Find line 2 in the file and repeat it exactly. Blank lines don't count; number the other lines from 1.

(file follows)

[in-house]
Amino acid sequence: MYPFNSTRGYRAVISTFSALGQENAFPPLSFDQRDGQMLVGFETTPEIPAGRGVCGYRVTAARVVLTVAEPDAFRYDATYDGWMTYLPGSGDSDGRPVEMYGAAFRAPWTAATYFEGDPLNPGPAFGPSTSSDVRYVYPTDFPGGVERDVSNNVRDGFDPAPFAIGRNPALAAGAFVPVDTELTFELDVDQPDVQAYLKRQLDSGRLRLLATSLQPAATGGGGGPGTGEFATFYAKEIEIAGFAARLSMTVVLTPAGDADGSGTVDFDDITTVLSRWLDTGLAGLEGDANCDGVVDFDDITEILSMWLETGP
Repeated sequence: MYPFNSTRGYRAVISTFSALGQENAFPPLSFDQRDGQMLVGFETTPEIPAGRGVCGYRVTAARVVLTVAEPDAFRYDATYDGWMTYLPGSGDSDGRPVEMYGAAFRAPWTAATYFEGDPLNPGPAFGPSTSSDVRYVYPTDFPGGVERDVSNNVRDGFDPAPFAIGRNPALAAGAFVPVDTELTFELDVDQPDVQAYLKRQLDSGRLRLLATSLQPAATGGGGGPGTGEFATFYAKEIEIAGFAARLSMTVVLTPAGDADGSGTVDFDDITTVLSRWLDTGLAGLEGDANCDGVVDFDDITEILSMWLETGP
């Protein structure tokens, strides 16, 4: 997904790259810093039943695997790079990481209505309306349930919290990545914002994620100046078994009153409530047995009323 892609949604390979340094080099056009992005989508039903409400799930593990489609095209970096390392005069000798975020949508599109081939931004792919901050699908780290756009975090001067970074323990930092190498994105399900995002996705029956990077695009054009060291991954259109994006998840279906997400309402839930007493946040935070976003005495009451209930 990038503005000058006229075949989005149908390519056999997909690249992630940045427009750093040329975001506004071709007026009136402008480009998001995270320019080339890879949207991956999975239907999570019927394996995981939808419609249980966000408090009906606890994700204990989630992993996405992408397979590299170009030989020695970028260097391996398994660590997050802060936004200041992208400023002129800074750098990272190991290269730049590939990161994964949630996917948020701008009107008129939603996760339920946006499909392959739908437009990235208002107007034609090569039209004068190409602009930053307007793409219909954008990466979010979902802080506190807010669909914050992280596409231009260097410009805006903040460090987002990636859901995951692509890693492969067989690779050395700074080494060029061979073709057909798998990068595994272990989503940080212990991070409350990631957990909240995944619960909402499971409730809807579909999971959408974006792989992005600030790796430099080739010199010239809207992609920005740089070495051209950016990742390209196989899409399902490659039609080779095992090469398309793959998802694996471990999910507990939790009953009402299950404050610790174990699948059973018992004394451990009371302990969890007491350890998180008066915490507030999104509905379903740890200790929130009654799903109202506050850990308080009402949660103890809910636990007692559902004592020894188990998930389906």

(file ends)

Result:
Amino acid sequence: MYPFNSTRGYRAVISTFSALGQENAFPPLSFDQRDGQMLVGFETTPEIPAGRGVCGYRVTAARVVLTVAEPDAFRYDATYDGWMTYLPGSGDSDGRPVEMYGAAFRAPWTAATYFEGDPLNPGPAFGPSTSSDVRYVYPTDFPGGVERDVSNNVRDGFDPAPFAIGRNPALAAGAFVPVDTELTFELDVDQPDVQAYLKRQLDSGRLRLLATSLQPAATGGGGGPGTGEFATFYAKEIEIAGFAARLSMTVVLTPAGDADGSGTVDFDDITTVLSRWLDTGLAGLEGDANCDGVVDFDDITEILSMWLETGP